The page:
All over the world, people from every culture and tradition are celebrating rebirth, renewal, and the freedom we have to grow and transform. The older we get, we start noticing the effort it takes to cross the desert with nothing but a bland giant saltine and the hardship required for those poor bunnies to pop out chocolate eggs.
Woven in ancient and modern teachings are rituals and stories that speak of sacrifices that must be made for this new life to spring forth. They ask us to reflect on what responsibility we have to free ourselves and others from the chains that prevent us from flourishing.
Even taking the time to acknowledge the chains that shackle us is a win worthy of admiration. It’s easy to choose to keep ourselves too distracted and too busy to take notice of the patterns that keep us prisoners of our own habits and behaviors.
Who holds the key to our freedom? Does some pharaoh or other thing outside of ourselves have it? Or does our past unresolved sadness keep it? Or do our unfaced fears of the future carry it? Or maybe the stubbornness of our egos has it jingling on their keyring? Only we know what holds us down.
For those locks to be cracked, we have to first hold the vision that there is hope for us. And as long as we’re breathing—there IS! What would it feel like to feel free and joyful in our bodies? To feel good about our relationships? To feel free and fulfilled and lead a life that feels self-satisfying? The more clearly we envision what that looks and feels like, the easier it is for us to discover the path it takes to get there.
And that change needs to feel more important to us than staying the same. That’s why we often have to hit our version of “rock bottom” to recognize that the discomfort of changing to a healthier version of ourselves is better than the comfort of staying the same and suffering the consequences.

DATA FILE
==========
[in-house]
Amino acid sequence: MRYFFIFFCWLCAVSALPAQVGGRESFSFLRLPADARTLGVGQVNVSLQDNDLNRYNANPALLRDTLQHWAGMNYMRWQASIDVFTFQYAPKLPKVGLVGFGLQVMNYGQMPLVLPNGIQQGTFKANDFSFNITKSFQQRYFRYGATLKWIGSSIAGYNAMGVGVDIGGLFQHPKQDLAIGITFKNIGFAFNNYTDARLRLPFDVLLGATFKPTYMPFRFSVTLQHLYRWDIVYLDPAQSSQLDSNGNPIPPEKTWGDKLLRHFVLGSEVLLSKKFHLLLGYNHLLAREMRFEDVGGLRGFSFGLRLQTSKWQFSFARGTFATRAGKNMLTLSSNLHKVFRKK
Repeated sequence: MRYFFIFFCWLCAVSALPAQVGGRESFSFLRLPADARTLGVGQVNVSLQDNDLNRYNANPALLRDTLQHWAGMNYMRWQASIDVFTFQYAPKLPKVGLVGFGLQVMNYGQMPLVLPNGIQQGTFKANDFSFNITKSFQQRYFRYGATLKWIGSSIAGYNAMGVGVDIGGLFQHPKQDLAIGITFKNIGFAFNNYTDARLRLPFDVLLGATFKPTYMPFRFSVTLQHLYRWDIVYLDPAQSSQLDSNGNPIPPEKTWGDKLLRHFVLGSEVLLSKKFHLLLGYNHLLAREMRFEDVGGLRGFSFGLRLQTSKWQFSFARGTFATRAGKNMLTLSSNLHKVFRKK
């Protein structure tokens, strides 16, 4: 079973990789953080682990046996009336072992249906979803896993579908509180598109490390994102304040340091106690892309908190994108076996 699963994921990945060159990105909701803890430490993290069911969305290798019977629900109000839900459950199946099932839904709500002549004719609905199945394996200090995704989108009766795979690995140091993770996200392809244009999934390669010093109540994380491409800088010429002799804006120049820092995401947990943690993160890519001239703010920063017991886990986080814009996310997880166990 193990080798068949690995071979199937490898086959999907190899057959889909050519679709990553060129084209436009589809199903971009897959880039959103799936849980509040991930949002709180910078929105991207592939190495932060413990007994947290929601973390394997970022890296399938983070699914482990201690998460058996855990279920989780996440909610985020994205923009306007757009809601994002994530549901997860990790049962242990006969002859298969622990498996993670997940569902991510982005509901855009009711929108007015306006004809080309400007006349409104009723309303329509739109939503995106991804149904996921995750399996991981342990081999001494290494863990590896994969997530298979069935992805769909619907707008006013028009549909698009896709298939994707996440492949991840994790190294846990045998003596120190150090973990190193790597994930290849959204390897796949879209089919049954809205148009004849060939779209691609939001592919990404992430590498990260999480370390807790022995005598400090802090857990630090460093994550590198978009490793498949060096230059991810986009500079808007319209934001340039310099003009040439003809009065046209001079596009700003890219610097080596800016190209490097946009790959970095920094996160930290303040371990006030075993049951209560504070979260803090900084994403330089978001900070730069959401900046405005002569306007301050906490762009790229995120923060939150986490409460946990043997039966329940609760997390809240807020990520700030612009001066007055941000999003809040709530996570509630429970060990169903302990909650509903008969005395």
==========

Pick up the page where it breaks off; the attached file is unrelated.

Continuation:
Even once we recognize how vital that change is, we need the confidence to know that within us we have the ability to reach our goals, one step at a time. It can be discouraging if we tried to plant new seeds of change before and for whatever reason, those seeds sprouted but withered before developing a deep root structure.
The deeper the root of a habit is, the harder it is to rip out. It’s actually easier to focus on slowly and methodically planting and nurturing new habits until the old ones get crowded out. And the more time we spend with fellow gardeners with the habits we want to grow, the easier it is for those seeds to germinate and take root.
Reminding ourselves of our past successes in making changes or starting something new is one of the most potent fertilizers for our confidence. Surely by adulthood, we have all succeeded at setting a goal, making a plan, executing it and succeeding. Even if it was just planning a grocery trip, or dinner or a road trip or applying for a job or college. Success and failures have happened to all of us and happen daily in big and small ways. And the more we look at what factors contributed to each, the easier it will be to set ourselves up for another win.
We are always developing, growing, changing, and transforming. That’s the nature of nature. Layer by layer, year by year, we bloom, we evolve, we mature. And with mindful intention, we can freely grow into the free, fulfilled, joyful beings we were born to be growing peacefully in our own promised land.